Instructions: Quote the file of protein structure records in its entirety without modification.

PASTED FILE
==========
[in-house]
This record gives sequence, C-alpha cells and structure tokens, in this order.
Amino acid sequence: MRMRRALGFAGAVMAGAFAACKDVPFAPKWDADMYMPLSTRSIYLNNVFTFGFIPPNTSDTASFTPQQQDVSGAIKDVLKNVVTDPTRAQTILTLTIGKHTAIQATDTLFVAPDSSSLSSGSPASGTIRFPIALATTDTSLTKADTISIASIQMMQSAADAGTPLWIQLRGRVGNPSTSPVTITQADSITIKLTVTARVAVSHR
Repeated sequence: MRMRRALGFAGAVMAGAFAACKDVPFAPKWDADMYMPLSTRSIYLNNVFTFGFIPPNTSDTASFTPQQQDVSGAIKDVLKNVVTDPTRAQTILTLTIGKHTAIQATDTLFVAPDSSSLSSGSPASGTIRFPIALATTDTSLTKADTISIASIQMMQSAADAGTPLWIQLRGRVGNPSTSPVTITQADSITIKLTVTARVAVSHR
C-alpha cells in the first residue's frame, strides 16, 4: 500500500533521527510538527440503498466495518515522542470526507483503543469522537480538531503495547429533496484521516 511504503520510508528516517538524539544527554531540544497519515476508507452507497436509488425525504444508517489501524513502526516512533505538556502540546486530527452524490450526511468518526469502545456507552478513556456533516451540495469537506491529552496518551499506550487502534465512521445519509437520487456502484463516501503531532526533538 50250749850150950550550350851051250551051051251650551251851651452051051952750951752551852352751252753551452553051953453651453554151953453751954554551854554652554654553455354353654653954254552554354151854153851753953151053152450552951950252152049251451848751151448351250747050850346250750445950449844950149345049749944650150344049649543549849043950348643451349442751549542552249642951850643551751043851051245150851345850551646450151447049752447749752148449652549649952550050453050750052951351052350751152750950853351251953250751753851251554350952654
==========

[in-house]
This record gives sequence, C-alpha cells and structure tokens, in this order.
Amino acid sequence: MRMRRALGFAGAVMAGAFAACKDVPFAPKWDADMYMPLSTRSIYLNNVFTFGFIPPNTSDTASFTPQQQDVSGAIKDVLKNVVTDPTRAQTILTLTIGKHTAIQATDTLFVAPDSSSLSSGSPASGTIRFPIALATTDTSLTKADTISIASIQMMQSAADAGTPLWIQLRGRVGNPSTSPVTITQADSITIKLTVTARVAVSHR
Repeated sequence: MRMRRALGFAGAVMAGAFAACKDVPFAPKWDADMYMPLSTRSIYLNNVFTFGFIPPNTSDTASFTPQQQDVSGAIKDVLKNVVTDPTRAQTILTLTIGKHTAIQATDTLFVAPDSSSLSSGSPASGTIRFPIALATTDTSLTKADTISIASIQMMQSAADAGTPLWIQLRGRVGNPSTSPVTITQADSITIKLTVTARVAVSHR
C-alpha cells in the first residue's frame, strides 16, 4: 500500500533521527510538527440503498466495518515522542470526507483503543469522537480538531503495547429533496484521516 511504503520510508528516517538524539544527554531540544497519515476508507452507497436509488425525504444508517489501524513502526516512533505538556502540546486530527452524490450526511468518526469502545456507552478513556456533516451540495469537506491529552496518551499506550487502534465512521445519509437520487456502484463516501503531532526533538 50250749850150950550550350851051250551051051251650551251851651452051051952750951752551852352751252753551452553051953453651453554151953453751954554551854554652554654553455354353654653954254552554354151854153851753953151053152450552951950252152049251451848751151448351250747050850346250750445950449844950149345049749944650150344049649543549849043950348643451349442751549542552249642951850643551751043851051245150851345850551646450151447049752447749752148449652549649952550050453050750052951351052350751152750950853351251953250751753851251554350952654